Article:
Kim left a comment on my last post, asking about the recipe for the fig tart.
I was down in the Strip District on Saturday morning, and was sucked into Sunseri’s by a sign advertising fresh figs. There was about 3/4 of a flat in the cooler, so I appropriated it and headed for the checkout — and was promptly intercepted by a cigar-chomping gentleman who asked did I want a whole flat instead?
Yes. Yes I did.
I wanted to make a fig tart. I’d seen a bunch of recipes calling for whole or halved fresh figs in a custard over the past few years, and I was in a mood to make one.
Aside from the figs, I didn’t purchase anything else to make the tart — so I had to cobble things together a bit, adapting recipes to what I had around. I knew that I didn’t want to make a rolled pie crust, in this heat, and I had no sour cream, yogurt, soft cheese….
The crust for this tart is adapted from Fresh Fig Tart with Rosemary Cornmeal Crust and Lemon Mascarpone Cream:
- 1 1/2 cups all-purpose flour
- 1/2 cup yellow cornmeal (not stone-ground)
- 1 tablespoon sugar
- 1/4 teaspoon salt
- 1 stick (1/2 cup) cold unsalted butter, cut into pieces
- 1 teaspoon finely chopped dried rosemary
- 1 1/2 teaspoon black pepper
- 4 to 5 tablespoons ice water
(I’m just altering their instructions for what I actually did. I only wrote bits of the crust instructions below.)
Pulse together flour, cornmeal, sugar, rosemary, black pepper, and salt in a food processor. Add butter and pulse until mixture resembles coarse meal with pea-sized butter lumps. (I always have to scrape down the sides of my processor bowl with a spatula when I do this.)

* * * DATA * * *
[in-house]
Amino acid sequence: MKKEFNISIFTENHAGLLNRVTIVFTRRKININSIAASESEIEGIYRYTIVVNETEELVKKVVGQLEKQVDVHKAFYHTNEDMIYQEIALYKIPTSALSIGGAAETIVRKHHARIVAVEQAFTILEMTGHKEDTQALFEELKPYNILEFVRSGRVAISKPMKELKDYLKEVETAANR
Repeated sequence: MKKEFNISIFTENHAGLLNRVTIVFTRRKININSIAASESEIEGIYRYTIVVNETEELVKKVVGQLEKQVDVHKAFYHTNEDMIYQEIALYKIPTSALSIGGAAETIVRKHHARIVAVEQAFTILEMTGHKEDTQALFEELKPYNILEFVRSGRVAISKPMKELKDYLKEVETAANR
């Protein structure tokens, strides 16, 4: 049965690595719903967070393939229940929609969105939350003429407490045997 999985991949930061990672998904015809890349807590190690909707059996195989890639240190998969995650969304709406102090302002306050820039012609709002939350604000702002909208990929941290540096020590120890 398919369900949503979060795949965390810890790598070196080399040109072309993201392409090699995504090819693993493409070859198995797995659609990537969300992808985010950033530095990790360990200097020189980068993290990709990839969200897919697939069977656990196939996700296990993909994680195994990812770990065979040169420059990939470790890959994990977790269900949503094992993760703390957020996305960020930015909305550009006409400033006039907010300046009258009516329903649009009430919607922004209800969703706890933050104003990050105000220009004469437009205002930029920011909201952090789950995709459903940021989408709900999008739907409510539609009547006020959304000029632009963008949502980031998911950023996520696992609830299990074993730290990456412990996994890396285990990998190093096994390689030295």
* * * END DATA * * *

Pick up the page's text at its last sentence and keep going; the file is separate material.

Drizzle evenly with 4 tablespoons ice water and pulse until just incorporated. Gently squeeze a small handful: If it doesn’t hold together, add more water, 1/2 tablespoon at a time, pulsing after each addition and continuing to test.
Press dough evenly onto bottom and up sides of pie or tart pan with floured fingers. Chill or freeze crust until firm, about 30 minutes.
Preheat oven to 400°F.
Bake crust in middle of oven until center and edges are golden, 25 to 30 minutes (don’t worry if bottom of crust cracks).
So that was my crust.
Next, filling. I found a recipe for Fresh Fig Tart with Orange Flower Custard, and I liked the flavor combination, but I didn’t have the ingredients for that filling. I did have orange extract, cream, and milk — what I was looking for now was a fig tart with a cream or milk custard, to cut down on guesswork on the cooking time. Almond-Crusted Fig Tart: Crostata di Fichi Mandorlati fit the bill.
…of course, I didn’t have enough cream…
- 14 fresh black figs
- 1/2 cup heavy cream
- 1 cup milk
- 2 large eggs
- 1 teaspoon black pepper
- 1 tsp orange extract
- 1 tsp vanilla extract
- 1 tablespoon confectioners’ sugar
- 1/2 tsp salt
- 2 tablespoons turbinado sugar
Preheat oven to 375°F.
Wash figs, trim off the stems, and halve them.
Beat the eggs, and combine with the cream, milk, black pepper, orange & vanilla extracts, confectioner’s sugar, and salt.
Arrange fig halves in the crust, the pour the custard around them — don’t try to cover the figs.
Sprinkle the top with turbinado sugar, then bake for 25 minutes, or until the center is nearly set (for me, it actually took about 40 minutes, but the air conditioner was blowing directly on the oven).
Cool on the counter. If using a tart pan, let cool at least 15 minutes before removing the pan to let it cool the rest of the way.